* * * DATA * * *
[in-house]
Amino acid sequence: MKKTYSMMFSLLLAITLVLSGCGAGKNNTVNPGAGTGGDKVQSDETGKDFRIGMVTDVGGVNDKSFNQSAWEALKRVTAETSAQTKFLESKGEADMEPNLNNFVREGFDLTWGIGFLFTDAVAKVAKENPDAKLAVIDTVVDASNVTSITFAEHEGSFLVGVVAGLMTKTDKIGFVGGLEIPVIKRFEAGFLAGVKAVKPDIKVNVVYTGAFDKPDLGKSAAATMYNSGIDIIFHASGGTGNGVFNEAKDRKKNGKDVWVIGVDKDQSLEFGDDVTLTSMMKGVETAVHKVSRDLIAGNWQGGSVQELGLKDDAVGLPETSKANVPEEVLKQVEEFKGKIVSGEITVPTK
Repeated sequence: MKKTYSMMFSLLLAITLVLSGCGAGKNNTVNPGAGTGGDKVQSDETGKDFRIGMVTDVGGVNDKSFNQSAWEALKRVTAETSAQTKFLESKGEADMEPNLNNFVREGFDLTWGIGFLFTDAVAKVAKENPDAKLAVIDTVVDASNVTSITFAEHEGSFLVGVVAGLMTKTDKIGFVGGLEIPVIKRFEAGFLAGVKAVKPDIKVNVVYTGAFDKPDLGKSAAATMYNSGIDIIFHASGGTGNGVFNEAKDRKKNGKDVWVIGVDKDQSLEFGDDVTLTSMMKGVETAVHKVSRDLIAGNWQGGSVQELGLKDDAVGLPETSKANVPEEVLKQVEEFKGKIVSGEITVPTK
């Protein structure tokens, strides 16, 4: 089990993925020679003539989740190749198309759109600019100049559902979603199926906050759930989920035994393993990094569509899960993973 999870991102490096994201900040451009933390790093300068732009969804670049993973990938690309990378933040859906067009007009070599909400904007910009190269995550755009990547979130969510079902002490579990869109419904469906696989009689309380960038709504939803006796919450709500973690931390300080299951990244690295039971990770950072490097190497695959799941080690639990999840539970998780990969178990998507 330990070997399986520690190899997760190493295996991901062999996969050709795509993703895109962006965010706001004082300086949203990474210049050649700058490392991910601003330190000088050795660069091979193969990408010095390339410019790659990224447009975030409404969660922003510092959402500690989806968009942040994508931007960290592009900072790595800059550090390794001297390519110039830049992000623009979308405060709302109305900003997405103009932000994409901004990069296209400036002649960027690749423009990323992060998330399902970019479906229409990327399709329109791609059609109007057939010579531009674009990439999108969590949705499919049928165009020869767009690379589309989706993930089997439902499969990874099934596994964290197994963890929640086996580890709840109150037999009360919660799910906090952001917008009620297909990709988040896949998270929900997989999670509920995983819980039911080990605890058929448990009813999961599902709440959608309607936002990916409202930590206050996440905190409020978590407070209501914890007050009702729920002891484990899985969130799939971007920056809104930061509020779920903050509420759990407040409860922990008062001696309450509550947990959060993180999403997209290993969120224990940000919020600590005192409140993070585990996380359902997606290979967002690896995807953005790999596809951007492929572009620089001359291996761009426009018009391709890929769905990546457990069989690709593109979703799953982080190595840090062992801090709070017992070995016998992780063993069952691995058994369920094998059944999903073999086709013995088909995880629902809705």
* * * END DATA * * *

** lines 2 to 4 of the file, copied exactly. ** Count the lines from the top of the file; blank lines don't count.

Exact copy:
Amino acid sequence: MKKTYSMMFSLLLAITLVLSGCGAGKNNTVNPGAGTGGDKVQSDETGKDFRIGMVTDVGGVNDKSFNQSAWEALKRVTAETSAQTKFLESKGEADMEPNLNNFVREGFDLTWGIGFLFTDAVAKVAKENPDAKLAVIDTVVDASNVTSITFAEHEGSFLVGVVAGLMTKTDKIGFVGGLEIPVIKRFEAGFLAGVKAVKPDIKVNVVYTGAFDKPDLGKSAAATMYNSGIDIIFHASGGTGNGVFNEAKDRKKNGKDVWVIGVDKDQSLEFGDDVTLTSMMKGVETAVHKVSRDLIAGNWQGGSVQELGLKDDAVGLPETSKANVPEEVLKQVEEFKGKIVSGEITVPTK
Repeated sequence: MKKTYSMMFSLLLAITLVLSGCGAGKNNTVNPGAGTGGDKVQSDETGKDFRIGMVTDVGGVNDKSFNQSAWEALKRVTAETSAQTKFLESKGEADMEPNLNNFVREGFDLTWGIGFLFTDAVAKVAKENPDAKLAVIDTVVDASNVTSITFAEHEGSFLVGVVAGLMTKTDKIGFVGGLEIPVIKRFEAGFLAGVKAVKPDIKVNVVYTGAFDKPDLGKSAAATMYNSGIDIIFHASGGTGNGVFNEAKDRKKNGKDVWVIGVDKDQSLEFGDDVTLTSMMKGVETAVHKVSRDLIAGNWQGGSVQELGLKDDAVGLPETSKANVPEEVLKQVEEFKGKIVSGEITVPTK
């Protein structure tokens, strides 16, 4: 089990993925020679003539989740190749198309759109600019100049559902979603199926906050759930989920035994393993990094569509899960993973 999870991102490096994201900040451009933390790093300068732009969804670049993973990938690309990378933040859906067009007009070599909400904007910009190269995550755009990547979130969510079902002490579990869109419904469906696989009689309380960038709504939803006796919450709500973690931390300080299951990244690295039971990770950072490097190497695959799941080690639990999840539970998780990969178990998507 330990070997399986520690190899997760190493295996991901062999996969050709795509993703895109962006965010706001004082300086949203990474210049050649700058490392991910601003330190000088050795660069091979193969990408010095390339410019790659990224447009975030409404969660922003510092959402500690989806968009942040994508931007960290592009900072790595800059550090390794001297390519110039830049992000623009979308405060709302109305900003997405103009932000994409901004990069296209400036002649960027690749423009990323992060998330399902970019479906229409990327399709329109791609059609109007057939010579531009674009990439999108969590949705499919049928165009020869767009690379589309989706993930089997439902499969990874099934596994964290197994963890929640086996580890709840109150037999009360919660799910906090952001917008009620297909990709988040896949998270929900997989999670509920995983819980039911080990605890058929448990009813999961599902709440959608309607936002990916409202930590206050996440905190409020978590407070209501914890007050009702729920002891484990899985969130799939971007920056809104930061509020779920903050509420759990407040409860922990008062001696309450509550947990959060993180999403997209290993969120224990940000919020600590005192409140993070585990996380359902997606290979967002690896995807953005790999596809951007492929572009620089001359291996761009426009018009391709890929769905990546457990069989690709593109979703799953982080190595840090062992801090709070017992070995016998992780063993069952691995058994369920094998059944999903073999086709013995088909995880629902809705």